Iraq's Prime Minister Haider al-Abadi arrived in Mosul on Sunday to announce victory over Islamic State forces in the city.
"Al-Abadi said the battle is settled and the remaining pockets of ISIS are encircled in the last inches of the city," his media office said in a statement. "It is a matter of time before we declare to our people the great victory."
Sunday's events came three years after Mosul's abrupt fall to jihadists alerted the world to Islamic State's growing strength, territorial ambitions and barbarity, as Abadi travelled to the city to declare it liberated once more.
''We are glad to see life back to normal for civilians in Mosul and all that was a result of the sacrifices of our heroes who amazed the world with their bravery,'' Abadi said in a Twitter posting.
Reports said residents danced and celebrated in the streets, honking horns, playing national music, raising Iraqi flags and spraying water on each other
The prime minister said the Iraqi military is fighting to free civilians whom ISIS is "using as human shields in approximately 50 to 100 houses".
Earlier on Sunday, he tweeted that he'd arrived in the "liberated city of Mosul" and "congratulates the heroic fighters and the Iraqi people in achieving this great victory".
Mosul is Iraq's biggest metropolis after Baghdad, and gaining control of the city was one of ISIS' most significant strategic wins.
The city is now a ruined shell of its former self, with the governor of Nineveh saying that destruction in the western side of Mosul is 30 times higher than the eastern side of the city.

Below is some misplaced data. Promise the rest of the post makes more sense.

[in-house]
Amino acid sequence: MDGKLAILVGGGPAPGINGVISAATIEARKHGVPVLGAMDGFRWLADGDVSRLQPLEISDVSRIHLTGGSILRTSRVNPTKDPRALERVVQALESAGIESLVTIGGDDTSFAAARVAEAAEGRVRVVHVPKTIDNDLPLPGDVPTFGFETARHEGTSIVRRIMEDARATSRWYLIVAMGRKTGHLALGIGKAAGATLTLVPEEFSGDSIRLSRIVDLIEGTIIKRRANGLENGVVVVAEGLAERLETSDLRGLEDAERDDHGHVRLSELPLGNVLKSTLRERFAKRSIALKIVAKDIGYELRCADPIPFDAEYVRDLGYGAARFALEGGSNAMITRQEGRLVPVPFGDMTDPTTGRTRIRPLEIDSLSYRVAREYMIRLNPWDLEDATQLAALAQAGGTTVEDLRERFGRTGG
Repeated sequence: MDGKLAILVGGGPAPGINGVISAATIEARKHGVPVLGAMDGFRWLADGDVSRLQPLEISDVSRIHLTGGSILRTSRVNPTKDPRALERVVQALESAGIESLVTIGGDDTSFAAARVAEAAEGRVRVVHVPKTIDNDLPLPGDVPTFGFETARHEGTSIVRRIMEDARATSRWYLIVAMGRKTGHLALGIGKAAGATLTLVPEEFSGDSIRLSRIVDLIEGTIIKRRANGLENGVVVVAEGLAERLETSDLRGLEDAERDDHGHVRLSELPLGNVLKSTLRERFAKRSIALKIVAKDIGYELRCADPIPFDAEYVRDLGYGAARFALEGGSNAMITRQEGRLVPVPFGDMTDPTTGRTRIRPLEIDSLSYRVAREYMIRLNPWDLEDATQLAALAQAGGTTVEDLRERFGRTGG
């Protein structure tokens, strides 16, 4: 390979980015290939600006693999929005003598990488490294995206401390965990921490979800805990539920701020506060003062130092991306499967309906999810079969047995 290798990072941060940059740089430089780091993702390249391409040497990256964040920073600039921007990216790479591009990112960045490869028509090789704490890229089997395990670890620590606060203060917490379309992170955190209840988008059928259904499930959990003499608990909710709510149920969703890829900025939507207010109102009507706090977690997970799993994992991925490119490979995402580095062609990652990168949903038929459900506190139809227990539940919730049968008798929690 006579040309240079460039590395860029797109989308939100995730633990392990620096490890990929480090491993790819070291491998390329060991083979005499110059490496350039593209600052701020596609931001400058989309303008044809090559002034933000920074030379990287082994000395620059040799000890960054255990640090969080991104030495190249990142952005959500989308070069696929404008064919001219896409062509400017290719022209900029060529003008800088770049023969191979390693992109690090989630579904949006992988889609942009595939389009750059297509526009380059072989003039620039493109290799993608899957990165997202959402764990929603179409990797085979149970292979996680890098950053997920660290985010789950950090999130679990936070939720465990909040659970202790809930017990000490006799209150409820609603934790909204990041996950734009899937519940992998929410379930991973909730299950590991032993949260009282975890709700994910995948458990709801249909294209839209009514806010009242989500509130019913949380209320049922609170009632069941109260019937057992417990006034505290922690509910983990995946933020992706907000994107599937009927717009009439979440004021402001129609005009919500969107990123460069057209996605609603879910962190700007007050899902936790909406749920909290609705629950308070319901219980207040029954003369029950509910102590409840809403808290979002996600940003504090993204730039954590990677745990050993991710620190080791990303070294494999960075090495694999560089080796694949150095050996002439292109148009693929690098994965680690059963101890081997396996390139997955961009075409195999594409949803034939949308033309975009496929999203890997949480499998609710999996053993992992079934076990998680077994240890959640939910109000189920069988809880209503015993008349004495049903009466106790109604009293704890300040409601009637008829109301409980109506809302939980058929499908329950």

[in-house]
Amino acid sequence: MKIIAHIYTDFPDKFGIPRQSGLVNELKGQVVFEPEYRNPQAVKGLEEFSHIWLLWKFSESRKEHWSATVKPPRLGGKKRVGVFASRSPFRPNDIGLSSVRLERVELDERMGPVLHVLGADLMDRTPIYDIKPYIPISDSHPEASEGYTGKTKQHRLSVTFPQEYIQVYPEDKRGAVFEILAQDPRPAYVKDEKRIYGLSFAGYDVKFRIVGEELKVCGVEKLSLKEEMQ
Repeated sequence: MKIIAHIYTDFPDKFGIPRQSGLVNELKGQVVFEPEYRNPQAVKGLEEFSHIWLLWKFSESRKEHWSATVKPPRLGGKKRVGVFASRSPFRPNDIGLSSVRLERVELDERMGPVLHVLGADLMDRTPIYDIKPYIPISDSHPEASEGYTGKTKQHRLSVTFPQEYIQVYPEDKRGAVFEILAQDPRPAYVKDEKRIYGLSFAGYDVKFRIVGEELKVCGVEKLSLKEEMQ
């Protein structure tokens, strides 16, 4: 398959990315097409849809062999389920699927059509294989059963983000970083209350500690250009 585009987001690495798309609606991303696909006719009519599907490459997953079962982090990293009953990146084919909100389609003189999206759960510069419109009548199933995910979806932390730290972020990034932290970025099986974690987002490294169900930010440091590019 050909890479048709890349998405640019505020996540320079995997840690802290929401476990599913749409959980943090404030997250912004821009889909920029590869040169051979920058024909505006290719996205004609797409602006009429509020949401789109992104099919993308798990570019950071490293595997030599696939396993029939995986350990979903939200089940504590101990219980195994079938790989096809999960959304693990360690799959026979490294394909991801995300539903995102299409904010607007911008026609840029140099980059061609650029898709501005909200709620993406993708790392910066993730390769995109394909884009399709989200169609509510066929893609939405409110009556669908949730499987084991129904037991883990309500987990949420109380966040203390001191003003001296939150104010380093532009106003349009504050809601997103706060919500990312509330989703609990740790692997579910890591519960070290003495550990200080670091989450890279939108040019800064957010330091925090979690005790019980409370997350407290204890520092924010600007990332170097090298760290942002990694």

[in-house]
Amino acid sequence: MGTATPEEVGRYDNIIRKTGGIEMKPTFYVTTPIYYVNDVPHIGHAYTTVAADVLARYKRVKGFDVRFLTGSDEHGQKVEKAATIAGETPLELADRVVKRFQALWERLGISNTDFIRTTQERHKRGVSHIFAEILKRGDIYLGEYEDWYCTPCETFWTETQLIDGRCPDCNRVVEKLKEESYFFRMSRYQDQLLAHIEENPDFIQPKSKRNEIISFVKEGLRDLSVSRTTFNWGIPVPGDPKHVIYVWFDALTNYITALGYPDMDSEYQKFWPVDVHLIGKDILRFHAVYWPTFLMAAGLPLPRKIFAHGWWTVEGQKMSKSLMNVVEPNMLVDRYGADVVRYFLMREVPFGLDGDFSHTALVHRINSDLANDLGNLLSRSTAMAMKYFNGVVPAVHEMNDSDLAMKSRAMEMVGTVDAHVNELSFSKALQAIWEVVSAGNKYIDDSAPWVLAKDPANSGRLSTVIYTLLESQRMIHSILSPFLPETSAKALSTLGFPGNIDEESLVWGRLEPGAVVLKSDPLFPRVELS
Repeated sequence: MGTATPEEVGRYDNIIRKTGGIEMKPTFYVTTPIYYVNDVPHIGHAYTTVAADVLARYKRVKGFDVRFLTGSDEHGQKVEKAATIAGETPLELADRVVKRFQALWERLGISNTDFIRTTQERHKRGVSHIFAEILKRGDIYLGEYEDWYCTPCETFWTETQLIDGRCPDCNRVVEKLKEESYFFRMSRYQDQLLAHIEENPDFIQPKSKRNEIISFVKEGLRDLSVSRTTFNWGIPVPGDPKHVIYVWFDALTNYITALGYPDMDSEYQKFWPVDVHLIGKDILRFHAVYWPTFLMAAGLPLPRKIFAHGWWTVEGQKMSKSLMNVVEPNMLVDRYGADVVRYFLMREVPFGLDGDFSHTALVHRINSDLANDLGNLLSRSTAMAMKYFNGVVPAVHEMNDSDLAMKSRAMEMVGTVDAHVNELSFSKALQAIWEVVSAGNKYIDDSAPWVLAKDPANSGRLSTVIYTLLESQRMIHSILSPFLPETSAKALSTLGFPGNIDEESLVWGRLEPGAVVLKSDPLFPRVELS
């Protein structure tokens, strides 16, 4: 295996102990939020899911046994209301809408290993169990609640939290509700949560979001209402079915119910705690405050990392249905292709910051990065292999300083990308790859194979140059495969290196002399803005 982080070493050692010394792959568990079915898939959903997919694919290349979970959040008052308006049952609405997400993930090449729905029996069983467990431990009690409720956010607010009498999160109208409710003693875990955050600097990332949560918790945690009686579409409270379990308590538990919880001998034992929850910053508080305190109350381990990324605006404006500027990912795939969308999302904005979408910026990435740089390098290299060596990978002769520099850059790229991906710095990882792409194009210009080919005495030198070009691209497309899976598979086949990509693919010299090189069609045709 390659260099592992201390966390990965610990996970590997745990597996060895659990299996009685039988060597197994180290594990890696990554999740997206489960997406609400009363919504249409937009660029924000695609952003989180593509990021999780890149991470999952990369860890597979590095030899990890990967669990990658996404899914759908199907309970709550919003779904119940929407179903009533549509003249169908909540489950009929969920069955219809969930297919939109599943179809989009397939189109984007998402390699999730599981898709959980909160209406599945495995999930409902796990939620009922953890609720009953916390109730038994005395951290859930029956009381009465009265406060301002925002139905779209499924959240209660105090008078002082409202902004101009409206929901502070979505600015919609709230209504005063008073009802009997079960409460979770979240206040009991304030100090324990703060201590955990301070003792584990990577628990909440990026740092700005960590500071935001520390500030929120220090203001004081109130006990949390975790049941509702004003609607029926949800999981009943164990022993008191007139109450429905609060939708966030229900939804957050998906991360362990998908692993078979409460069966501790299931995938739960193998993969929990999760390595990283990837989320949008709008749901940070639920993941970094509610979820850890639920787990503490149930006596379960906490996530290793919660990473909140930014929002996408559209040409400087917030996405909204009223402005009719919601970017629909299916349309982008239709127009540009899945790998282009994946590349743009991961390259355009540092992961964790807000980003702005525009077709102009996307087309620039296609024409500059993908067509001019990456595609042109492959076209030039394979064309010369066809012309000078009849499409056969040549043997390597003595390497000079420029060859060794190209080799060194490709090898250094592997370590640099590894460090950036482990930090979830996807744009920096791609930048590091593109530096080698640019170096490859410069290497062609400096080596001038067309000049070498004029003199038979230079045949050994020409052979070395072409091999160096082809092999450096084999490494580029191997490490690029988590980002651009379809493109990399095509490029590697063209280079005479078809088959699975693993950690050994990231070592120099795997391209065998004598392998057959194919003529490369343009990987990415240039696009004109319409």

Speaking to reporters after the reopening of the Khazir bridge that connects Erbil to Mosul which was blown up byISIS in 2014, governor Nofal al-Hammad said many houses and government offices have been destroyed in Mosul.
''The damage in the right bank, compared to the left bank is 30 times more,'' he said, ''I mean here the destruction of the city's infrastructure, the houses of the people, and the government offices.''
Three years of carnage
In 2014, Abu Bakr al-Baghdadi stood at the 12th century pulpit of the city's al-Nuri Mosque - since destroyed by his followers - and announced the creation of the so-called Islamic caliphate. It was the first and only time the leader of the terrorist group spoke publicly to his followers.
When the terror group seized Mosul in June of that year, it also took control of more than 2.5 million people and subjected some to horrors.
It beheaded people in public, threw gay men to their deaths from the top of buildings and made prisoners out of men who did not grow beards and women who did not wear Islamic clothing such as burqas.
In October last year, al-Abadi announced the start of the mission to retake Mosul, using a diverse coalition of about 100,000 troops.
As fighters flocked to Mosul, hundreds of thousands of residents fled, prompting a refugee crisis.
The city is also near some of Iraq's most vital oil fields, as well an oil pipeline that services Turkey. Securing these fields could bolster Iraq's economy and hit ISIS' finances hard, as the militant group sells oil illegally to fund its operations.
The Iraqi security forces' operation to retake the city began last October, and while no one was expecting the street-to-street battles to be easy, the fighting has dragged on for months.
First to fall was east Mosul, which was retaken in January. A second push, initiated in February, has focused on pushing remaining militants out of the west of the city.
Before ISIS seized control, Mosul was home to 2.5 million people. But hundreds of thousands fled as ISIS asserted their violent, extremist policies.
Since the start of the offensive to take it back, almost three-quarters of a million residents have fled. Many now languish in camps for Internally Displaced People (IDPs) or have fled the country entirely.